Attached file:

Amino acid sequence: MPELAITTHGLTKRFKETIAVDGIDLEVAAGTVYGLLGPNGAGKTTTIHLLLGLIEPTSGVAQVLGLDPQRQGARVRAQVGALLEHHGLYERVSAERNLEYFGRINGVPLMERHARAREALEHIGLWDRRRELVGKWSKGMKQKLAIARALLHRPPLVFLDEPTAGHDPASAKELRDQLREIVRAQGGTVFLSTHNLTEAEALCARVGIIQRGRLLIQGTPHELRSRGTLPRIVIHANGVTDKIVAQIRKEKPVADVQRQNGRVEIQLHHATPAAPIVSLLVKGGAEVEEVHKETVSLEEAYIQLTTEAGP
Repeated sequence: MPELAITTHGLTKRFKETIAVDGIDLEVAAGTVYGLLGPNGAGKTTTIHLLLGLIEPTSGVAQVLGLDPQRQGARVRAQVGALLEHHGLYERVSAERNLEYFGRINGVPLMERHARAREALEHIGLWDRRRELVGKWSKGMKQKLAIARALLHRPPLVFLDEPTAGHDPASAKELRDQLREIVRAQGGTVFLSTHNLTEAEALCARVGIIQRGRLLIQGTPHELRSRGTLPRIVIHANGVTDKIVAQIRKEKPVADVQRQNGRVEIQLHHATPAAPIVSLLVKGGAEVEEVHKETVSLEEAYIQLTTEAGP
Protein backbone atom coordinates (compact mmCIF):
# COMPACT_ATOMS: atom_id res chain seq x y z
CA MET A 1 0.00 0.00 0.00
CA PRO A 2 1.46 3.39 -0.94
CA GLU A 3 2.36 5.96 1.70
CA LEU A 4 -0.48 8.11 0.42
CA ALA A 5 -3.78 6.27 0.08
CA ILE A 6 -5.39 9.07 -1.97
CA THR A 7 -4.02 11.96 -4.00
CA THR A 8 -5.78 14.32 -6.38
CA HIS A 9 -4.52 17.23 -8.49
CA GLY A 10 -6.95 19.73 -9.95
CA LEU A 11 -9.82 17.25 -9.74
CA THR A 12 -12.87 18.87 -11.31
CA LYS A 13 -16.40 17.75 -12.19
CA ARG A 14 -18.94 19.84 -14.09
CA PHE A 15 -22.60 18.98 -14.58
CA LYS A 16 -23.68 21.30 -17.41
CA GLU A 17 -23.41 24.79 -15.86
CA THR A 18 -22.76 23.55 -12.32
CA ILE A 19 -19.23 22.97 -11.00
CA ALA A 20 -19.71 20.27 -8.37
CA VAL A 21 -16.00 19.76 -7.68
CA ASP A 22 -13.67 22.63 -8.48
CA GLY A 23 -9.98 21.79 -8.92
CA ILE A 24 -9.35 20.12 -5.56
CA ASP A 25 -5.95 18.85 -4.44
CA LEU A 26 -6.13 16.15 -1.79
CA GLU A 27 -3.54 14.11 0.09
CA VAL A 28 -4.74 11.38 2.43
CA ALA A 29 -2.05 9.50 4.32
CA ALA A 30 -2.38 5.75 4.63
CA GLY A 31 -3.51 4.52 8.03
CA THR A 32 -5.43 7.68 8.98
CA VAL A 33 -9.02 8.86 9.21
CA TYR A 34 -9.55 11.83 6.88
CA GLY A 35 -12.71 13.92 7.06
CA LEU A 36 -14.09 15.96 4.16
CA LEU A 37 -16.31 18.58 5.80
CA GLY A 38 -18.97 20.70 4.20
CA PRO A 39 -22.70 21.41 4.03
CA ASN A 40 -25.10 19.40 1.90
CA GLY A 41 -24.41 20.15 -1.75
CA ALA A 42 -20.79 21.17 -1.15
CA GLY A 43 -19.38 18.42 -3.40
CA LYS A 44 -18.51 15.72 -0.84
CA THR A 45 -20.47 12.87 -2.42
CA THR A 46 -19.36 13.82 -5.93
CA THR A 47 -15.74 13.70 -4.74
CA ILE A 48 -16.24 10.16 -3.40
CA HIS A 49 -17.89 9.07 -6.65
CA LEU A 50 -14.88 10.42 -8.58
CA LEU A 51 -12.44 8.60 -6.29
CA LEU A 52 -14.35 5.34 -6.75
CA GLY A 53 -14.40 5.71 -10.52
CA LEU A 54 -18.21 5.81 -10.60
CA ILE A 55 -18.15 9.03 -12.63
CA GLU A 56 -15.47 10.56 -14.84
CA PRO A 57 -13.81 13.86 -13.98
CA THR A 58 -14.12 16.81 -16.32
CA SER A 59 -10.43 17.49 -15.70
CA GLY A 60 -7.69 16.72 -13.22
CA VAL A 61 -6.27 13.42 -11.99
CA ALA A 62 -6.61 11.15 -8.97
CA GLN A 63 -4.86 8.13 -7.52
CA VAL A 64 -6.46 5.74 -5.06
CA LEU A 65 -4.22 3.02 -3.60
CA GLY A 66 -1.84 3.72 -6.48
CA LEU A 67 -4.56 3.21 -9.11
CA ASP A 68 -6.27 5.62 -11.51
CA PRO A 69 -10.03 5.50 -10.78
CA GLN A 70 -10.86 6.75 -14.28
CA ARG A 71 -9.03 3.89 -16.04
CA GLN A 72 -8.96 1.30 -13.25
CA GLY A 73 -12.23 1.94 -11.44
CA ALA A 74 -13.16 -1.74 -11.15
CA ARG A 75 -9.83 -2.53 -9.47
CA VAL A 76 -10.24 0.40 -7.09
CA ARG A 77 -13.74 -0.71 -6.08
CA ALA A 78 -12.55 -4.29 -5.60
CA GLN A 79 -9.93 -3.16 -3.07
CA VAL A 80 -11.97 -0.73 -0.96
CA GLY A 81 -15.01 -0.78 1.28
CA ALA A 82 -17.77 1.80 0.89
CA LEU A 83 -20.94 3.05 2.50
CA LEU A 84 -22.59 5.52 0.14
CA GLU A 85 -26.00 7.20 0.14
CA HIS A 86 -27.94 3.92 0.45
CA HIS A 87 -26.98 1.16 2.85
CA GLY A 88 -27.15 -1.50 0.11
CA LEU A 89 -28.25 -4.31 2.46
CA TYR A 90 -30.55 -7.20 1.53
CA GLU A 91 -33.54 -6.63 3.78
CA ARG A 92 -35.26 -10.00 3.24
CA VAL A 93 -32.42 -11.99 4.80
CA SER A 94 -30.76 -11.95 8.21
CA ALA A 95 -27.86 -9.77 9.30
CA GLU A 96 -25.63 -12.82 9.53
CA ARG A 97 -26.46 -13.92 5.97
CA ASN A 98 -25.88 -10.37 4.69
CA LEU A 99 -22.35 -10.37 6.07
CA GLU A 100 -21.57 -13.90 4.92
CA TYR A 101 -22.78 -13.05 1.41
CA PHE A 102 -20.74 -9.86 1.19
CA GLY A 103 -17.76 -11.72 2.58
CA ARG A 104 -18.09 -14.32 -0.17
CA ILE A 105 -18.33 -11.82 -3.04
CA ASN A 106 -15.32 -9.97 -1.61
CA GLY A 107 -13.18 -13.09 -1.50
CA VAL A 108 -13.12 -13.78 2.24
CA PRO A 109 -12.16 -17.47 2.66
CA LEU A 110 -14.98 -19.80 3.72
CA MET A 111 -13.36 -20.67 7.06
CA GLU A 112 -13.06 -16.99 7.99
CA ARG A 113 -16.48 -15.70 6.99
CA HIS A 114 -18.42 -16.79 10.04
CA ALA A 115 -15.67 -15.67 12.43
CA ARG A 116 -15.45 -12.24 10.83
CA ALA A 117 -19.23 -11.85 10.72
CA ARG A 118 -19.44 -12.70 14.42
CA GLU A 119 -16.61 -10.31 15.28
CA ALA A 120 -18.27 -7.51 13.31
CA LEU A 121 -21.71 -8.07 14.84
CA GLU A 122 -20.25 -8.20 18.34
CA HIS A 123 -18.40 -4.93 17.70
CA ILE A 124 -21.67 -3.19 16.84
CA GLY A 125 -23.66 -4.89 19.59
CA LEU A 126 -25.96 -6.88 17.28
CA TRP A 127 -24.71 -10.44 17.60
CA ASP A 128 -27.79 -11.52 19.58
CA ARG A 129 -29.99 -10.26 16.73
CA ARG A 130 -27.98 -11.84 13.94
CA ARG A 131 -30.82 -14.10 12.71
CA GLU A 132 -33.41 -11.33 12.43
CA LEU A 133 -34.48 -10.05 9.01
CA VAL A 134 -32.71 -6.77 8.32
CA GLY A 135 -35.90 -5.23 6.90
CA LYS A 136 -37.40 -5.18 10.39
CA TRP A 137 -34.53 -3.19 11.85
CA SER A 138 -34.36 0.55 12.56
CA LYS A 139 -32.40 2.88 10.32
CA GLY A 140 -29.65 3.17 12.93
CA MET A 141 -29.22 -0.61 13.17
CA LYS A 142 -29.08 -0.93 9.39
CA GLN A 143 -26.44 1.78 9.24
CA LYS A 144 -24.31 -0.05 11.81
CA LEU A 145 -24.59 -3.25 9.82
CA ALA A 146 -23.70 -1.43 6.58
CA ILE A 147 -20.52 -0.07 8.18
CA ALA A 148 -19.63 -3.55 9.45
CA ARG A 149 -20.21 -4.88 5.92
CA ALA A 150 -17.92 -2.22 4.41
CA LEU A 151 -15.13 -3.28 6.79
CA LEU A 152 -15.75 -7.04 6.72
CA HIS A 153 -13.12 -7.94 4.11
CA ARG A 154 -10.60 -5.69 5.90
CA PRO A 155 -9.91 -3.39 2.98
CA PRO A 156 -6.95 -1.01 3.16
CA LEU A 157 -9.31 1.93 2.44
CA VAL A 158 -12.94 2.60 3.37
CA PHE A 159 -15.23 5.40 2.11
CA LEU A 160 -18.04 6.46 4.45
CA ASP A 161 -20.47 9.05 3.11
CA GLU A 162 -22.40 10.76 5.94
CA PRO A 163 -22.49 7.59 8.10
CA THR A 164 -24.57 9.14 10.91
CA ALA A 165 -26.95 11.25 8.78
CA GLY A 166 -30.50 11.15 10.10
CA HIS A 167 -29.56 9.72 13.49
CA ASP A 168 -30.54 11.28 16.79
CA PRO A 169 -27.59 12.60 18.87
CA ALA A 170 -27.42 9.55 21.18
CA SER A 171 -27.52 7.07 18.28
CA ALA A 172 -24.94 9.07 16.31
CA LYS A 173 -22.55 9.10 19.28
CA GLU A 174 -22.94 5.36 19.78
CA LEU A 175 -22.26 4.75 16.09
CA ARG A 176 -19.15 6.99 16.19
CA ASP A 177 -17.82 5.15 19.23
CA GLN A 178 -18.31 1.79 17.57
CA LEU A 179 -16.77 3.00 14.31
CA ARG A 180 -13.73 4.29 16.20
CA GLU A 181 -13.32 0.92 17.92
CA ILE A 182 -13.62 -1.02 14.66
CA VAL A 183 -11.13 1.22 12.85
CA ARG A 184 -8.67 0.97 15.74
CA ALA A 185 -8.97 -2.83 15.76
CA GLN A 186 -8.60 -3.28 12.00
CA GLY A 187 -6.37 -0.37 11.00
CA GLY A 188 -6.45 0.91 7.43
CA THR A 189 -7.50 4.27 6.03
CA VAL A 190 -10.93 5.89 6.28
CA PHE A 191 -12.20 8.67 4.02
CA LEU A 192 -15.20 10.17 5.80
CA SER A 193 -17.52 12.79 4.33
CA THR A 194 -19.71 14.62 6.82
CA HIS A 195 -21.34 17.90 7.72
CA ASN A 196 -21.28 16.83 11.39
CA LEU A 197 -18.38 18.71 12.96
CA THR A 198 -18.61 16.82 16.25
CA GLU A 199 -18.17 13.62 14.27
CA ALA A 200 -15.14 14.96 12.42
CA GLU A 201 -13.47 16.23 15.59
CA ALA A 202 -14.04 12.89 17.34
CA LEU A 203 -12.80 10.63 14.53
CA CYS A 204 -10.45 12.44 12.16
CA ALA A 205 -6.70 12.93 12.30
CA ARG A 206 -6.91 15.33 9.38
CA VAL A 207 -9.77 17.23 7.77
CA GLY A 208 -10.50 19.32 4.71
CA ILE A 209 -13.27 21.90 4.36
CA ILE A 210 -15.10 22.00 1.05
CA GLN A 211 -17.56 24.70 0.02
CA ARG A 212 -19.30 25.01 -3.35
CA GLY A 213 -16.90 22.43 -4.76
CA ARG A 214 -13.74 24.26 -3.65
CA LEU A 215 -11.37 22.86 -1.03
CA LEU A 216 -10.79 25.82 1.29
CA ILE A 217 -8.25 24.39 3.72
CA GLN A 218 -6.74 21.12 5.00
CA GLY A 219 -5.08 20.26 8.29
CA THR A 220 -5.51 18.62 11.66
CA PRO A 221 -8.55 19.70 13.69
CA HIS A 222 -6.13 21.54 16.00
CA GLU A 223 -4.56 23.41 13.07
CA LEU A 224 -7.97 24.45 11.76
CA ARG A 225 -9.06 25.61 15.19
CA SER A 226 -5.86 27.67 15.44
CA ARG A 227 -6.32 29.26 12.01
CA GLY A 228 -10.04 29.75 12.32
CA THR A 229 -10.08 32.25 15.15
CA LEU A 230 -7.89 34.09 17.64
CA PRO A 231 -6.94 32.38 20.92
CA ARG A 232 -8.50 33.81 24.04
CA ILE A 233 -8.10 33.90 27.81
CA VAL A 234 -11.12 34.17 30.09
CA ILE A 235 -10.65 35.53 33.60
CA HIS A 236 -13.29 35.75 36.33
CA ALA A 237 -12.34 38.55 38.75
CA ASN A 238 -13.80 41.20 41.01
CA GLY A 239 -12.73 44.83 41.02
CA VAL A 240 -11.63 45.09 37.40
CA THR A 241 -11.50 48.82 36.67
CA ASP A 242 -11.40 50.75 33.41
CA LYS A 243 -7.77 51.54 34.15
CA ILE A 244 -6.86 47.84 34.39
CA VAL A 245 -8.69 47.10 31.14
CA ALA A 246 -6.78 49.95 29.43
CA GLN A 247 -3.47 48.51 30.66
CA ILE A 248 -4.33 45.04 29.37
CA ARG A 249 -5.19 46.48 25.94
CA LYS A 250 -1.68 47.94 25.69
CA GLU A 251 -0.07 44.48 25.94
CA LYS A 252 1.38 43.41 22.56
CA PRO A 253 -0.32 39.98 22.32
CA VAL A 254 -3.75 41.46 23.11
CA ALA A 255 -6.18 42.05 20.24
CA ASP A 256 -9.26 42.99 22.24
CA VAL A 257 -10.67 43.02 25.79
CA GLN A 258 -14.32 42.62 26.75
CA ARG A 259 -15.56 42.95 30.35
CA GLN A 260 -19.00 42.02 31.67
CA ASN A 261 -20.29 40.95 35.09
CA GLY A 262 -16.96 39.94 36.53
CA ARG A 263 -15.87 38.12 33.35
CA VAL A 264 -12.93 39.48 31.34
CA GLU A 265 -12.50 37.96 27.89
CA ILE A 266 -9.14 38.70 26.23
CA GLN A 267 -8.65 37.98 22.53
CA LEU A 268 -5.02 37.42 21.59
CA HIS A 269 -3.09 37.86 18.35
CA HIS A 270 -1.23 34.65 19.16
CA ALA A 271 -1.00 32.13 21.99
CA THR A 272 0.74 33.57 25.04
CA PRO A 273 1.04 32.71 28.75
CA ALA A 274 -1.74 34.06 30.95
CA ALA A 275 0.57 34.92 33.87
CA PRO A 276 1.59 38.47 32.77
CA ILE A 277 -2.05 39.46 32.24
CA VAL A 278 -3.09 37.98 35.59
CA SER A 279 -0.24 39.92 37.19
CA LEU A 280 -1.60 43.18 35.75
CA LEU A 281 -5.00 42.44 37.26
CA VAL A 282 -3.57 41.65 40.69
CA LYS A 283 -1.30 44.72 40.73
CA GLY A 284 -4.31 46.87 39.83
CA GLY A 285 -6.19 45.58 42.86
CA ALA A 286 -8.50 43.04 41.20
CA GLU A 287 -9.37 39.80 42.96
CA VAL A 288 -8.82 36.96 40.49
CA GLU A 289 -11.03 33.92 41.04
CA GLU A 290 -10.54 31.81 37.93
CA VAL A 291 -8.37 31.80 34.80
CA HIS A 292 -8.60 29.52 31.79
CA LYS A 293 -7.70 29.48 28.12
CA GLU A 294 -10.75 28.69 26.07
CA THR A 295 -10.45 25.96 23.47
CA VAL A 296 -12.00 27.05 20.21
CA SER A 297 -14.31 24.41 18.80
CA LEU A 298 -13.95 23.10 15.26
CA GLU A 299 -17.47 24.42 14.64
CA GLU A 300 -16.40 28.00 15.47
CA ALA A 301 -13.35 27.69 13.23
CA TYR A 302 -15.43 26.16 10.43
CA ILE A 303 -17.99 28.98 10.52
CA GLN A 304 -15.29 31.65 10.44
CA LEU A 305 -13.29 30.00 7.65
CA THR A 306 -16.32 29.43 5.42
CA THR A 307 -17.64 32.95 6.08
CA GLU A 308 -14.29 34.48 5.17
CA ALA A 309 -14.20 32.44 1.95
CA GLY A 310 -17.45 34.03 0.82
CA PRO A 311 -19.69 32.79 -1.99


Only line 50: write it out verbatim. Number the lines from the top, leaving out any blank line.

CA THR A 46 -19.36 13.82 -5.93